Oʻahu has a large and visible population of Free-Roaming cats. The Hawaiian Humane Society supports Trap-Neuter-Return-Manage (TNRM) in order to improve animal welfare and humanely reduce the population over time. There are also a range of solutions that can help humanely deter or modify Free-Roaming cat behavior around your home or business.
Cats are highly sensitive to scent. There are commercial products, DIY products, and plants that can be used to make your yard smell unappealing to cats.
- Coleus Canina is in the mint family and is nick-named the “scaredy-cat plant”.
- Lavender has a smell that is off-putting to cats and it can also be used to make floral arrangements, sachets and in cooking!
- Cats don’t like the smell of citrus. Lemon and orange peels can be used as natural repellents.
- Essential oils of lavender, lemongrass, citronella, citrus, eucalyptus and geranium have all been shown to deter cats. Careful – a little goes a long way!
- Critter Ridder is a natural product made of black pepper oil, piperine and capsaicin, and is a mild irritant to cats.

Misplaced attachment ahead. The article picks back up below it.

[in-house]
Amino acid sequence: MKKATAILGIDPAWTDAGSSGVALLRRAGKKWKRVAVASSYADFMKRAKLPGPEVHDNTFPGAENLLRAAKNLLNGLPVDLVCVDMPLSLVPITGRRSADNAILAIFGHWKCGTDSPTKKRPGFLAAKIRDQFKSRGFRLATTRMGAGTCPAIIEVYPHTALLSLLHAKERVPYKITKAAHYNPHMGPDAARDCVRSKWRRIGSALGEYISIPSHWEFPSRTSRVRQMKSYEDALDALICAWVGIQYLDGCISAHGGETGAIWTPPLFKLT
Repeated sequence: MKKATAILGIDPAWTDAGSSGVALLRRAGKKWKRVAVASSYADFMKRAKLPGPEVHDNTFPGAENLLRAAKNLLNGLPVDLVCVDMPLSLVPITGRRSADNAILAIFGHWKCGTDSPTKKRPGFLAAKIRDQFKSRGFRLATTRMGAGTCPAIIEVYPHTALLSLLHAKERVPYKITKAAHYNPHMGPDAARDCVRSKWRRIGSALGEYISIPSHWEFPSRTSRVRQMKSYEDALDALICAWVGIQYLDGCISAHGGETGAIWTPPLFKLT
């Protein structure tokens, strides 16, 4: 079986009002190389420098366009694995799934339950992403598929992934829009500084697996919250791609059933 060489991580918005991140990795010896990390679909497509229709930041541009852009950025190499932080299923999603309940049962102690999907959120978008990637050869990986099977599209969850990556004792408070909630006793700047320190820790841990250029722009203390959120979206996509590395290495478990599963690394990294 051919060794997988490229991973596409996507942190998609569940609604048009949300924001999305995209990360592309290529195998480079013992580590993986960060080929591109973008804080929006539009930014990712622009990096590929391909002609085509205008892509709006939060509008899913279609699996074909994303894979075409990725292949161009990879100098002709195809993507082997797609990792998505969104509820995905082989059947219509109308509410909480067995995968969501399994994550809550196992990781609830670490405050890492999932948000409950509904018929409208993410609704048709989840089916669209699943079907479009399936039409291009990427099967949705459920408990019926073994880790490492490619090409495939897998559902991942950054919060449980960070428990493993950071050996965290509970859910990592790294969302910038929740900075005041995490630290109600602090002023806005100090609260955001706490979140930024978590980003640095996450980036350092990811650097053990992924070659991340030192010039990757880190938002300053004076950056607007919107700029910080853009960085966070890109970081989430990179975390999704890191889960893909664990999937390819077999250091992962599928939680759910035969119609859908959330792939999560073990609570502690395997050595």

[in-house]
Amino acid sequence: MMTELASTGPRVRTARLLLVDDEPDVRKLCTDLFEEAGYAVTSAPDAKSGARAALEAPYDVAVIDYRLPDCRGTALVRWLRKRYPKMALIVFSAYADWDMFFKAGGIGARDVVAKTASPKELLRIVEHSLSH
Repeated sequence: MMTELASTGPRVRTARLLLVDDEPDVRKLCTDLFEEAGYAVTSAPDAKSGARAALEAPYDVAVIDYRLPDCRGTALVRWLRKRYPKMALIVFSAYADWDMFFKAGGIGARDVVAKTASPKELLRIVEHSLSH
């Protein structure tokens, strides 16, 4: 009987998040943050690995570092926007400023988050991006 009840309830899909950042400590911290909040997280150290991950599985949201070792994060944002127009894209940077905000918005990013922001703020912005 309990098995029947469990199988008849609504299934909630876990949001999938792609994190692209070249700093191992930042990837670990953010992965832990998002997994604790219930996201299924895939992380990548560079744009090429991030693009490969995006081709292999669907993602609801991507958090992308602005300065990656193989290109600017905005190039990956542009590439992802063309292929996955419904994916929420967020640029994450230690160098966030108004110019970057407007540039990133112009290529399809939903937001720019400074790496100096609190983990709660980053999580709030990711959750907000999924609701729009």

There are many different types of physical barriers you can place in your garden, yard, lanai, or driveway.
- Chicken wire or mulch placed on top of the soil stops cats from digging.
- Specialized fencing like the Mr. McGregor fence is more permanent but effective.
- A cheaper alternative is lattice fencing found at hardware stores.
- Cat Scat Mats have plastic spokes that prevent cats from walking on the ground.
- You can create a similar effect by putting chopsticks / wooden sticks in the soil in the top layer of soil.
- Large ornamental rocks in exposed areas block cats’ paths.
Cats can hear high frequencies of sound that we can’t. A motion-activated sound device like Cat Stop is a good way to keep cats away. You can also hang wind chimes or other noise makers that are triggered when cats walk by.
Cats hate water, so motion-activated sprinklers are a great way to say “keep out”!
Other Tips and Tricks
- Make sure your trash can has a lid and that it is secure.
- Talk to your neighbor(s) to find out if anyone has spay/neutered or feeds the cats in your community. If you or a neighbor(s) is feeding and/or managing cats, make sure the food is in an agreed upon area and are following best practices.
- If you own a pet cat, make sure it is spay/neutered and kept indoors.
If you have questions about deterrents, cat colony best practices, keeping cats indoors or Trap-Neuter-Release-Manage (TNRM), please contact the Free-Roaming cat Programs Manager at CBryson@HawaiianHumane.org.